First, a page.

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What are the spiritualpractices of Hinduism?
- The Four Yogas - seeking union with the divine
- Karma Yoga – the path of action throughselfless service (releases built up karma without building up new karma)
- Jnana Yoga – the path of knowledge(understanding the true nature of reality andthe self)
- Raja Yoga – the path of meditation
- Bhakti Yoga – the path of devotion
- Guru – a spiritual teacher, especially helpful forJnana and Raja yoga
How do Hindus worship?
- Bhakti Yoga is seeking union with the divinethrough loving devotion to manifest deities
- • In the home (household shrines)
- • In the Temples (priests officiate)
- Puja – making offerings to and decorating the deityimages
- Darsan – “seeing” the deity (not idol worship)
- Prasad – taking the divine within your own beingthrough eating of food shared with the deity
How did Hinduism begin?
- No particular founder
- Indus River Valley Civilization >5000 years ago
- Aryans enter 4000 - 3500 years ago
- Vedic Tradition 3500 – 2500 years ago:
- -rituals and many gods (henotheism)
- -sacred texts (Vedas)
- -social stratification (caste system)
- Upanishads (metaphysical philosophy) 2800 –2400 years ago
- Vedic Tradition develops into Hinduism
What is Hinduism?
- One of the oldest religions of humanity
- The religion of the Indian people
- Gave birth to Buddhism, Jainism, Sikhism
- Tolerance and diversity: "Truth is one,paths are many"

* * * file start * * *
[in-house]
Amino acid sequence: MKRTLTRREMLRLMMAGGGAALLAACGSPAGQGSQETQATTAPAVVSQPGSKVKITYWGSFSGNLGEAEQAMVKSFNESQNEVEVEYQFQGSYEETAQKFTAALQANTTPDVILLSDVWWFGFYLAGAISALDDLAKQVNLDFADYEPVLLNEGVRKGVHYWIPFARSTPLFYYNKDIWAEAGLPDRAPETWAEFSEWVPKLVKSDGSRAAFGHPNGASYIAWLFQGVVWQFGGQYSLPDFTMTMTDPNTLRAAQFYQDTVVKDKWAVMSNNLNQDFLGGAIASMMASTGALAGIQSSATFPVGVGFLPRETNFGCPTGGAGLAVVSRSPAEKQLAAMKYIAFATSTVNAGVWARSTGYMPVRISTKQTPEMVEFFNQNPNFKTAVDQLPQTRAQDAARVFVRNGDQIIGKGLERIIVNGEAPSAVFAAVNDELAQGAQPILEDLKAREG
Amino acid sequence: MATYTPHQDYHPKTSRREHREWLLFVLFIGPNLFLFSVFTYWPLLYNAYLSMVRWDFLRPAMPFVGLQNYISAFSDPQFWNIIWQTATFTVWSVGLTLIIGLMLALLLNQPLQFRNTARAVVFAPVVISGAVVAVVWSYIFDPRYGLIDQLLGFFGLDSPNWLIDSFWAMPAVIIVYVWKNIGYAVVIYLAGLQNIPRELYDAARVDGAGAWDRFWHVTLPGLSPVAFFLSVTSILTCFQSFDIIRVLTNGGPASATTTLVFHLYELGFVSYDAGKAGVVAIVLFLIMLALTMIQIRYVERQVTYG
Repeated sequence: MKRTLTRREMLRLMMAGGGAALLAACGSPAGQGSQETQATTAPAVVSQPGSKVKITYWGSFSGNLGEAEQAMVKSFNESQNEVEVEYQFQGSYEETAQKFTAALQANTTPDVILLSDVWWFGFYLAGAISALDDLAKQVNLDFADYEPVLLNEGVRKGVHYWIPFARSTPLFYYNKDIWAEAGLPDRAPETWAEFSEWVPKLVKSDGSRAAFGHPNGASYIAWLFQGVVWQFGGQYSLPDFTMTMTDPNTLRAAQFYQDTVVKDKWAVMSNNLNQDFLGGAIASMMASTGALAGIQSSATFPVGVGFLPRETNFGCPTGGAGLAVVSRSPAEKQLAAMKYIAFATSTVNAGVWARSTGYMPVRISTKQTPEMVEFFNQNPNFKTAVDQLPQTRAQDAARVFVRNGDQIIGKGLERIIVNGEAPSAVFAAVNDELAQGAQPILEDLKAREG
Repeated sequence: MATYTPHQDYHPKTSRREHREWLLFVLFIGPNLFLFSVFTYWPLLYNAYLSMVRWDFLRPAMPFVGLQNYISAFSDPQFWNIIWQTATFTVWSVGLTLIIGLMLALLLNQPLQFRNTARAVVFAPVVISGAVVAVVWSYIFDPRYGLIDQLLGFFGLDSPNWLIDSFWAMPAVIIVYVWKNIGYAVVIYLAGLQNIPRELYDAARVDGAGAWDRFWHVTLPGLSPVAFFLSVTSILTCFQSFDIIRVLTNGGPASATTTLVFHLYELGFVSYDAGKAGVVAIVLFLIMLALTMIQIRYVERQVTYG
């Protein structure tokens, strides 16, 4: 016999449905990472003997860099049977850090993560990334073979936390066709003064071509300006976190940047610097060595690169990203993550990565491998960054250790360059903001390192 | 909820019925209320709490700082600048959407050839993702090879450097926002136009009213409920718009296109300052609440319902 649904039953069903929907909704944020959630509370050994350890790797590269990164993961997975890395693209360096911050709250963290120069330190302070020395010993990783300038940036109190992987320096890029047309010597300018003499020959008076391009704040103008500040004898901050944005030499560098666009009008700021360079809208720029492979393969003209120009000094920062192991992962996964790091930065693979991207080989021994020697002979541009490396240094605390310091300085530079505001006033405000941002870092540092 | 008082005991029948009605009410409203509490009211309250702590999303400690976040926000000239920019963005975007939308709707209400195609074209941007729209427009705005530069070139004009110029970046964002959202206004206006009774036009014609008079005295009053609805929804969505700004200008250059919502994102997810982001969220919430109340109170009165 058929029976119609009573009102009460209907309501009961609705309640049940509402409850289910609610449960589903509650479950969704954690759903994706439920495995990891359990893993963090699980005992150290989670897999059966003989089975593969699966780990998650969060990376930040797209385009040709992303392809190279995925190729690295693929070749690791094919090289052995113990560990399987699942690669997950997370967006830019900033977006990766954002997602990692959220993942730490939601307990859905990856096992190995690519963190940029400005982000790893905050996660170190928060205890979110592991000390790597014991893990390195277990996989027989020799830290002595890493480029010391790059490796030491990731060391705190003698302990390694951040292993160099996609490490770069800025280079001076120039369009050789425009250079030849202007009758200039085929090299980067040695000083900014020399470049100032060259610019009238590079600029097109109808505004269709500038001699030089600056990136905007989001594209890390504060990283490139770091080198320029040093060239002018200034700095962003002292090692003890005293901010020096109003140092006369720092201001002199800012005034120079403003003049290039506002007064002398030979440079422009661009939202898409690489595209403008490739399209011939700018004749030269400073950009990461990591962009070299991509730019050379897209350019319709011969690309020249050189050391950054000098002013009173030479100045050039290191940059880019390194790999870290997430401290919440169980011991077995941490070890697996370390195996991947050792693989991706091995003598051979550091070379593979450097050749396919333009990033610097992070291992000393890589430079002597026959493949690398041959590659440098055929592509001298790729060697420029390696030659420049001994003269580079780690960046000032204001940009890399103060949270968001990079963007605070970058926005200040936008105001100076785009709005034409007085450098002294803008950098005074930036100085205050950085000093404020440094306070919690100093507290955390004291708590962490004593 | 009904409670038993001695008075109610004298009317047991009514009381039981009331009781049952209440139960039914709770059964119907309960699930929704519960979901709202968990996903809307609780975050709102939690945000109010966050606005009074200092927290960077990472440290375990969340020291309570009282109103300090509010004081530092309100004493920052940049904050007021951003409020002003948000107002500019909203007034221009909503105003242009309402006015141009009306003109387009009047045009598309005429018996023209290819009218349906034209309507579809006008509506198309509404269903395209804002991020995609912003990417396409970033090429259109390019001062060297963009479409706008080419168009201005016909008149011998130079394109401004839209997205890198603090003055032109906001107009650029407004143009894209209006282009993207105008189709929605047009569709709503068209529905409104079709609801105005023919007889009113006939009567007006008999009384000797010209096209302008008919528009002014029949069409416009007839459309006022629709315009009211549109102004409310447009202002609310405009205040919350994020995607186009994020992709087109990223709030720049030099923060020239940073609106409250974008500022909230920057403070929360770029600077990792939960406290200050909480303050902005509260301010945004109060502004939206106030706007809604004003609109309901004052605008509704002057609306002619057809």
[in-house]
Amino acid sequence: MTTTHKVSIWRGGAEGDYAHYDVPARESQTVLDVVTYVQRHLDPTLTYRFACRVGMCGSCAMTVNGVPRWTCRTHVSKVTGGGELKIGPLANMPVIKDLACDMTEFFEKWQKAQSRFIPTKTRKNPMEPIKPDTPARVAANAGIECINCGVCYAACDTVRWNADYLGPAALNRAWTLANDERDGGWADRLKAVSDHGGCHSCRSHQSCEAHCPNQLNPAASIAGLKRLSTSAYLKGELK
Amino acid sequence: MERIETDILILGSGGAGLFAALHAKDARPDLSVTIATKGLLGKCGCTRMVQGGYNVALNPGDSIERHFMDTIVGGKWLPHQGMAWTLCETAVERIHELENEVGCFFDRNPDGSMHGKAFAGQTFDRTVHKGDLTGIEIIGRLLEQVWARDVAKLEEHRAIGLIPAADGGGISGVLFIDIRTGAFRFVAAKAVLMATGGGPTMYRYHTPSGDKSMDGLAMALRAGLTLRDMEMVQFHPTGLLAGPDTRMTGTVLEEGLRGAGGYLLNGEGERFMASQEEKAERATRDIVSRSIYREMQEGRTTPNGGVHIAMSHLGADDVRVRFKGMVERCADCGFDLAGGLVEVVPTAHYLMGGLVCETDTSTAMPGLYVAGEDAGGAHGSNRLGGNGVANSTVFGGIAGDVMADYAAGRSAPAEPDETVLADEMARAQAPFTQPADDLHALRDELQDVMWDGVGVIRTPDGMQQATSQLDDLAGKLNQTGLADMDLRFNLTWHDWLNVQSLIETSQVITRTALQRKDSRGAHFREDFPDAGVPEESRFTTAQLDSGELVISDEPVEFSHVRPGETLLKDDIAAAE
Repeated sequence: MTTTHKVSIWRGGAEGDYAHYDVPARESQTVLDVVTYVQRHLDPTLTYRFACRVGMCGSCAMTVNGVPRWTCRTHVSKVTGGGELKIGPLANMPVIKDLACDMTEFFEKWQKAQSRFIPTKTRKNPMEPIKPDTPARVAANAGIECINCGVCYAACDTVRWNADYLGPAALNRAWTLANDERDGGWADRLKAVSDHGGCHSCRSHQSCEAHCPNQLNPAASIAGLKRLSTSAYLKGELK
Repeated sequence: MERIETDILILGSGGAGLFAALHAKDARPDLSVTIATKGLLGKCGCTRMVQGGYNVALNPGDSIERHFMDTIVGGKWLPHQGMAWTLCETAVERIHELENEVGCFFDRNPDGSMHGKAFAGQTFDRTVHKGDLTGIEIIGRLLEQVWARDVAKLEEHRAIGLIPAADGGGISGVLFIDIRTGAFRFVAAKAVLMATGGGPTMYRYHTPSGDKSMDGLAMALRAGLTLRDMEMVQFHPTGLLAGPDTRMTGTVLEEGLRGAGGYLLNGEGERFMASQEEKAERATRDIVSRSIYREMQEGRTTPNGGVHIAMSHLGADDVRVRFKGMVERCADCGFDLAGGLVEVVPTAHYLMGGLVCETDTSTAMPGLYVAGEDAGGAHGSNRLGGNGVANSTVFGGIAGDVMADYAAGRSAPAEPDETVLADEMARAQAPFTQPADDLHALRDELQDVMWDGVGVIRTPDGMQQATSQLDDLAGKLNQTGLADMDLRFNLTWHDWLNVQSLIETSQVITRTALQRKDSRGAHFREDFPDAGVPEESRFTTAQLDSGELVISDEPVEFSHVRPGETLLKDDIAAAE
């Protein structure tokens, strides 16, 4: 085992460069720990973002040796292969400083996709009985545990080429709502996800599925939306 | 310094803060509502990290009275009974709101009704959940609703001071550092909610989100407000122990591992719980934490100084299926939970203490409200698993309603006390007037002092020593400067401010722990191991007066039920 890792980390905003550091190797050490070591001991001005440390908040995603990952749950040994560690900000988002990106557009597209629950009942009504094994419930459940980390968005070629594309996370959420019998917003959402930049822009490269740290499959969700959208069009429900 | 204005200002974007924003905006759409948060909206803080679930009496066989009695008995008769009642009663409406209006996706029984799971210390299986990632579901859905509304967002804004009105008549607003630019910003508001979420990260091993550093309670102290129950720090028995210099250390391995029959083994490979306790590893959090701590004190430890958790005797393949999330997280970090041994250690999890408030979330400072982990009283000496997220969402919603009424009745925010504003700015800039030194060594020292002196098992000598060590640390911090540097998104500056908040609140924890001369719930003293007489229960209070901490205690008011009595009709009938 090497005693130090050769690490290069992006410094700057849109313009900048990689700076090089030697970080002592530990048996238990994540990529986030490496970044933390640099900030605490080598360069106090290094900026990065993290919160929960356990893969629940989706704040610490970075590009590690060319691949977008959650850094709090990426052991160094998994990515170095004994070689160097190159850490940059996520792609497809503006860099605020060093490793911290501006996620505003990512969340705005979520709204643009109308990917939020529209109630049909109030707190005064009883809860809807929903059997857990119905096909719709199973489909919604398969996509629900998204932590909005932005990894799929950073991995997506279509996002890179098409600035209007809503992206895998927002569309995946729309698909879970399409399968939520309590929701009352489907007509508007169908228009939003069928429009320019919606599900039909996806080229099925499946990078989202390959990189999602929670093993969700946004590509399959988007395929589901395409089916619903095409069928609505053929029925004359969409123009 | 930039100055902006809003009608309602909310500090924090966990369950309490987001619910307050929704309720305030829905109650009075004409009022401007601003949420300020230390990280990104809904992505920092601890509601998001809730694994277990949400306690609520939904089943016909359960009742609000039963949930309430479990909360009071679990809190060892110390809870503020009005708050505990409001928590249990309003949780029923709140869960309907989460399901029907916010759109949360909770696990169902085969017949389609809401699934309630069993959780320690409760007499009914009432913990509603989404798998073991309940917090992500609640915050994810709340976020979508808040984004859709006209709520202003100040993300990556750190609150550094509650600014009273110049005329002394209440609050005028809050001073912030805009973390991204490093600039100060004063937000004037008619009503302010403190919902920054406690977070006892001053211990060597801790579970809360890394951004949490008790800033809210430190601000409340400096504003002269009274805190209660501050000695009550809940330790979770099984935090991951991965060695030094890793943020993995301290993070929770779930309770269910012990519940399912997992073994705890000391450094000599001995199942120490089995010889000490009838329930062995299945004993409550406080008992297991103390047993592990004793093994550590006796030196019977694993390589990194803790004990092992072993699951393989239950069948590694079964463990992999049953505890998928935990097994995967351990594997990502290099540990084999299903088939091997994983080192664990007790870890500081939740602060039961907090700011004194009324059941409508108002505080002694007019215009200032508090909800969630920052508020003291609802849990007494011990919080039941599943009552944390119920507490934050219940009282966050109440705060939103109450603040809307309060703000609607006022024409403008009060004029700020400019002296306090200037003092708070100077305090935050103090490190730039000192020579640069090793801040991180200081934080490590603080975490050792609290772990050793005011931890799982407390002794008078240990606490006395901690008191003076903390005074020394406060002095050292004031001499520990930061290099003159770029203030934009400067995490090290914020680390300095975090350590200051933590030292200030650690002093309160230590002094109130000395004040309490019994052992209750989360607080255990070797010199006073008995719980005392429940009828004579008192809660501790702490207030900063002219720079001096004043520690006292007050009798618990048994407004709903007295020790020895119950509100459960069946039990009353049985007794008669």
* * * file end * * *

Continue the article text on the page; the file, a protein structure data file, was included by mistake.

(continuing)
- Henotheistic: A belief that affirms onedeity without denying the existence ofothers
What do Hindus believe?
- One impersonal Ultimate Reality – Brahman
- Manifest as many personal deities
- True essence of life – Atman, the soul, is Brahman trapped in matter (“That art thou”)
- Reincarnation – atman is continually born intothis world lifetime after lifetime (Samsara)
- Karma – spiritual impurity due to actions keepsus bound to this world (good and bad)
- Ultimate goal of life – to release Atman andreunite with the divine, becoming as one with Brahman (Moksha)
Who do Hindus worship?
- Brahman-the creator of God
- Vishnu-the preserver of God
- Shiva-god of constructive destruction
What about the goddesses?
- Devi – the feminine divine
- Saraswati, goddess of wisdom, consort of Brahma
- Lakshmi, goddess of good fortune, consortof Vishnu
- Parvati, divine mother, wife of Shiva
- Durga, protectress
- Kali, destroyer of demons
Hindus believe that we can gain knowledge of theTrue Self (Atman) and of the Transcendent Absolute (God, Brahman) through selfdiscipline,morally upright action, and meditation(yoga), especially under the guidance ofspiritually awakened and enlightened masters or gurus.
Hindus believe that all life is sacred and thatit is to be loved and revered, and theytherefore encourage the practice of ahimsa or non-injury (non-violence).
Hindus believe that there is a beginningless andendless cosmic evolutionary process known as samsara. Within that process, universes arecreated, evolve through time, and then dissolve. Onthe worldly plane, the samsaric cycle of creation,preservation, and dissolution of worlds goes onforever. Souls enmeshed in samsara are inevitablysubject to suffering.
Part of the samsaric process is the law of karma, the law of cause and effect by whicheach individual works out his own spiritualevolution through “his thoughts, words, anddeeds.” The main idea here is that, as youshape your own destiny through yourmanner of existence and action, you reapwhat you sow ("What goes around, comesaround").